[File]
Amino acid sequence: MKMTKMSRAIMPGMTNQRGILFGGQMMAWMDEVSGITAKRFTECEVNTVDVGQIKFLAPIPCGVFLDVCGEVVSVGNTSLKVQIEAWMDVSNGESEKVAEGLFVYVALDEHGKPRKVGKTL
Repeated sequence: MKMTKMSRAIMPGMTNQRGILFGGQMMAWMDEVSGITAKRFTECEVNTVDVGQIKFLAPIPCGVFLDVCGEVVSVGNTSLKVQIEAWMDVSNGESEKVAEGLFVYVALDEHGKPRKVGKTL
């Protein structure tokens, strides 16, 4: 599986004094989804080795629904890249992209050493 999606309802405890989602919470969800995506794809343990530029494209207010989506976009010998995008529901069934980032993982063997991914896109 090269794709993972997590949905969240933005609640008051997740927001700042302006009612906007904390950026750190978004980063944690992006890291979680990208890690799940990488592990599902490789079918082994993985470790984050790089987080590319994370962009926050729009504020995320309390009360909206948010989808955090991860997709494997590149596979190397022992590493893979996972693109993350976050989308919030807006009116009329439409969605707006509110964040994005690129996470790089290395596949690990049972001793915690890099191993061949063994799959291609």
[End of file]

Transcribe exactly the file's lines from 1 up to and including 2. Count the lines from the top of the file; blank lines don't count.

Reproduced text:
Amino acid sequence: MKMTKMSRAIMPGMTNQRGILFGGQMMAWMDEVSGITAKRFTECEVNTVDVGQIKFLAPIPCGVFLDVCGEVVSVGNTSLKVQIEAWMDVSNGESEKVAEGLFVYVALDEHGKPRKVGKTL
Repeated sequence: MKMTKMSRAIMPGMTNQRGILFGGQMMAWMDEVSGITAKRFTECEVNTVDVGQIKFLAPIPCGVFLDVCGEVVSVGNTSLKVQIEAWMDVSNGESEKVAEGLFVYVALDEHGKPRKVGKTL